Tag Archives: The Day After Tomorrow

Basic Film Shots

26 Feb

Directors use a whole range of film shots to add excitement and meaning to their films. That close-up of Jack (in The Day After Tomorrow) was designed to let you know that he is afraid. That wide shot of New York shows you how BIG the catastrophe is.

Look at the following shot types:

Close up:

Notice the face of the boy is almost fills the frame (border of the camera)

Extreme Wide Shot

Notice that you can barely see the boy in the picture.

Wide Shot

Notice that all of the boy fills the frame (head to toe).


  1. Type the name of your favourite film into Google image search
  2. Find an example of each of the shots discussed above. Copy and paste it into a word document. Label the type of shot that it is.
  3. You document should have a title and your name. Use the name of the film as the title.
  4. Underneath each shot, describe what the shot shows you. eg. The close-up shows that…

Climate Change

20 Feb

Before we get started on the film The Day After Tomorrow we need to review our knowledge about global climate change.

Start by filling in a K-W-L chart on climate change.

Build Your Knowledge

Look at each of the following websites and respond to the questions. Write your answers in a word document. Don’t forget to include pictures to support you thoughts and ideas. Choose to do the questions in any order you like. 

Example Question and Answer:

How does the carbon get into the fossil fuels we burn?

All living things are made of carbon. 300-400 million years ago living creatures in the sea died and settled on the seabed. Over time, the remains of these living creatures were buried under layers and layers of sand and silt. As they get deeper, the heat and pressure turns the remains into oil and gas. Today, humans dig deep into the ground to mine the oil and gas that has been left behind.

Climate Crisis: Evidence

Click on the link: “How can so little warming cause so much melting?”

  • What are the images trying to show you about climate change? Use a specific example in your answer.

What’s the deal with Carbon?

  • Why does everyone talk about carbon when they talk about climate change?
  • Read the graph at the bottom of the page? What does it tell you?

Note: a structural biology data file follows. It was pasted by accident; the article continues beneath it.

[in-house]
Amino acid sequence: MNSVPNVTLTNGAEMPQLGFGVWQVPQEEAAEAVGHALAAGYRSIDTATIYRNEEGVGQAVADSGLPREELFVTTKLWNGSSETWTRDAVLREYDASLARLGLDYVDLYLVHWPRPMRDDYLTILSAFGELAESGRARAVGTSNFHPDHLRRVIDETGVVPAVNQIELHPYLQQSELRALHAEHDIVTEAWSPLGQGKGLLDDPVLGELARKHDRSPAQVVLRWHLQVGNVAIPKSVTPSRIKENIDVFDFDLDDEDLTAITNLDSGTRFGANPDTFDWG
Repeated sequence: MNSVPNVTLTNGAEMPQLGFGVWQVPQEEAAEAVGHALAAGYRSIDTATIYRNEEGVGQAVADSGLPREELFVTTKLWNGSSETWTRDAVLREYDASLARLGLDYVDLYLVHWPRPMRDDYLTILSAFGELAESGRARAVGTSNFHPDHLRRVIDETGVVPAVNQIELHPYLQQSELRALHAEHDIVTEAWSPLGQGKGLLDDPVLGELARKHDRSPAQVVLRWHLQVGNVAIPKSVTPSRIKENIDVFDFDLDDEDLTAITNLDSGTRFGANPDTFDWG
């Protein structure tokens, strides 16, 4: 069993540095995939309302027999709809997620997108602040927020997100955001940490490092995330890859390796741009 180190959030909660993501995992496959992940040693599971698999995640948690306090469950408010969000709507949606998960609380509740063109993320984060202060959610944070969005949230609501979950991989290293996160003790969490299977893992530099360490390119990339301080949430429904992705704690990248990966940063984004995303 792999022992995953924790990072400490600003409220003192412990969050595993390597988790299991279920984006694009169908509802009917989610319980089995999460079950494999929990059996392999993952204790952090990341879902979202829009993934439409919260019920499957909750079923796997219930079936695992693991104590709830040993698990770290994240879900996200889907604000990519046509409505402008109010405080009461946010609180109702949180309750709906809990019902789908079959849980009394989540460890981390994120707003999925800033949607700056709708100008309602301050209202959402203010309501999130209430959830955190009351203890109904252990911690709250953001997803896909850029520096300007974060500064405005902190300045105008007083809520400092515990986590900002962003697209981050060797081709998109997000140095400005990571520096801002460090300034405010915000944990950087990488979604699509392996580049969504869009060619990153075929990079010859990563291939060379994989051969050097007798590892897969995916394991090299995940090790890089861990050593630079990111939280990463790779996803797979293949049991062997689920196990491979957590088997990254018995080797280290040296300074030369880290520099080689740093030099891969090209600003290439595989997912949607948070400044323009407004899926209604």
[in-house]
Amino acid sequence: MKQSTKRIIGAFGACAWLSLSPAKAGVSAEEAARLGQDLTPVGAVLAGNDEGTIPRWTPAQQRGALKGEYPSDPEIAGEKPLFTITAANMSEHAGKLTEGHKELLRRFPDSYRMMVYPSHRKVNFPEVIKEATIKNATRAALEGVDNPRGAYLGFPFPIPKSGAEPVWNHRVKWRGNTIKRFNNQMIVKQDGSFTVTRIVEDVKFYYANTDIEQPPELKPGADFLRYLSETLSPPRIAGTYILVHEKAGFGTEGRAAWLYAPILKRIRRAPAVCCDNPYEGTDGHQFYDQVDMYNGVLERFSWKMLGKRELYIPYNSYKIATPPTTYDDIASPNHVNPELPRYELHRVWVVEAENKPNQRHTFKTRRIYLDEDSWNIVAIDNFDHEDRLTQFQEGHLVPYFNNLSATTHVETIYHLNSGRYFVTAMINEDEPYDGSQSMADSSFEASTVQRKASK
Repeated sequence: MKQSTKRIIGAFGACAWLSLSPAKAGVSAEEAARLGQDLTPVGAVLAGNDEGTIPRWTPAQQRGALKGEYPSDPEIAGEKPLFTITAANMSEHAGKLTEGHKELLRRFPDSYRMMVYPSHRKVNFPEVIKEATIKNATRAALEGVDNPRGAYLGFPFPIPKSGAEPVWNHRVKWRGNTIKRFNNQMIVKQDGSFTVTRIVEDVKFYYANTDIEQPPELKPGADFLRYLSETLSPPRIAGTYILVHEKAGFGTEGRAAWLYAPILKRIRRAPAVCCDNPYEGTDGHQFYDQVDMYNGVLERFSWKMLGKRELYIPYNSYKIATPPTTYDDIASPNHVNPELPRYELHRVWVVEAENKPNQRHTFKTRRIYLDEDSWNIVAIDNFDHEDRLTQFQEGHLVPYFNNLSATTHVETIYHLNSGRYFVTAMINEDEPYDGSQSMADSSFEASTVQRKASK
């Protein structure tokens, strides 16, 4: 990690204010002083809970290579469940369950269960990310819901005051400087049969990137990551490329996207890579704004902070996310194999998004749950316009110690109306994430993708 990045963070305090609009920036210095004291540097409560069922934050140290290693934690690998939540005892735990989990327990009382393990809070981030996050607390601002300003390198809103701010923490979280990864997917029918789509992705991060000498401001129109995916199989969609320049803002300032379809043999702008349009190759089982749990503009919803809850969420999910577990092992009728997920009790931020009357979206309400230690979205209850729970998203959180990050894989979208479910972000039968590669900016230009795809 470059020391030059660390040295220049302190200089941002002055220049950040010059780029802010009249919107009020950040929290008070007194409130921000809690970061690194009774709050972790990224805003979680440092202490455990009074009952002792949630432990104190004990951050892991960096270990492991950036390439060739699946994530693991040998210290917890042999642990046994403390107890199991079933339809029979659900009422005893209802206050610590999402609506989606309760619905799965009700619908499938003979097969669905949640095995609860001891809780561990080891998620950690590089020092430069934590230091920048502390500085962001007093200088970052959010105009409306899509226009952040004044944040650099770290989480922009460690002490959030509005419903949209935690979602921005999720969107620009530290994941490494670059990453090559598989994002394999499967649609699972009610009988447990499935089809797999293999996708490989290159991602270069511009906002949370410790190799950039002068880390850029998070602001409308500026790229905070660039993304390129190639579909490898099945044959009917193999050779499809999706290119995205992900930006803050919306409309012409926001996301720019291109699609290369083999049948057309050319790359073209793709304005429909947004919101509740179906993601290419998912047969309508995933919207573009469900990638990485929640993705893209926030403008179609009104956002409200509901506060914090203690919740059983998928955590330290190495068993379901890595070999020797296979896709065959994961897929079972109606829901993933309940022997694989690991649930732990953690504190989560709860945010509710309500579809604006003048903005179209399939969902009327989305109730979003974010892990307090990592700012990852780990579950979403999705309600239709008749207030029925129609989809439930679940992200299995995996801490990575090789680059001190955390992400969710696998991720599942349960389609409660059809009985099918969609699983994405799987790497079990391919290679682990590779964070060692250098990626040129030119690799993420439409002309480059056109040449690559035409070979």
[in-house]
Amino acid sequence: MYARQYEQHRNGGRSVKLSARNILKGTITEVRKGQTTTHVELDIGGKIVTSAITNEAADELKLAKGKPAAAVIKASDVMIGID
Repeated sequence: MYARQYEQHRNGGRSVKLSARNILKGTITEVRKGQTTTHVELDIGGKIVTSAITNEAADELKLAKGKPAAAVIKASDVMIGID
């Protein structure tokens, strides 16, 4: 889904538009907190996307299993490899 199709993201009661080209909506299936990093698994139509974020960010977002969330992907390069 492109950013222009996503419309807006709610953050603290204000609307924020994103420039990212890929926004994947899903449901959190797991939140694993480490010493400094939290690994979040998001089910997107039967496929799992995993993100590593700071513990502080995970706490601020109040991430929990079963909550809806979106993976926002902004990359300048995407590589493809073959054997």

How do we know the climate is 

  • Find some examples of how scientists can tell the climate is changing.
  • Climate change won’t just affect humans, it will also affect animals. Explain how.

The Climate Time Machine

Click on The Climate Time Machine Link.

  • Which countries would be affected by rising sea levels? (This map of the world might help you to identify the countries)
  • What do you notice about sea ice over the past 30 years?

Your Carbon Footprint

  • People often talk about their “Carbon Footprint”. What is it?

Carbon Footprint Calculator

  • Try the Carbon Footprint Calculator to calculate your carbon footprint. NOTE: This calculator is for people living in the UK. For questions like “when you go on holiday, do you travel outside of the UK?” think about how this applies to your situation: do you travel outside of Azerbaijan? Do you stay in Baku? etc.

Some films on Climate Change:

Image: ‘From Darkness to Light – please read

All Summer In A Day

2 Feb

Yesterday we looked at Ray Bradbury’s dialogue and description. Here is some of the things we found out:


Bradbury uses dialogue to SHOW us ideas rather than simply state them. Compare:

All the children in the class were mean to Margot.


“It’s like a penny,” she said once, eyes closed.

“No, it’s not!” the children cried.

“it’s like a fire,” she said, “in the stove.”

“you’re lying, you don’t remember!” cried the children.

This dialogue adds life to story. You can hear the children teasing Margot in your head.

Check these rules when punctuating dialogue, or use the sheet in your English folder.


Kids often use exaggeration when they speak. Writers use exaggeration to make a child character sound real.

“Thousands upon thousands of days compounded”

Make sure you add some exaggeration into your writing to make your characters seem real. Use some dialogue to add even more effect!

Bradbury also uses description to help create an image in your mind. In English we call this Imagery. Look at Bradbury’s example.

… with the drum and gush of water, with the sweet crystal fall of showers and the concussion of storms…

Words like drum, gush, sweet, crystal and concussion all help you to see and hear the rain in the story.

Go back to your description of the weather. Can you add more description to help make the image clearer?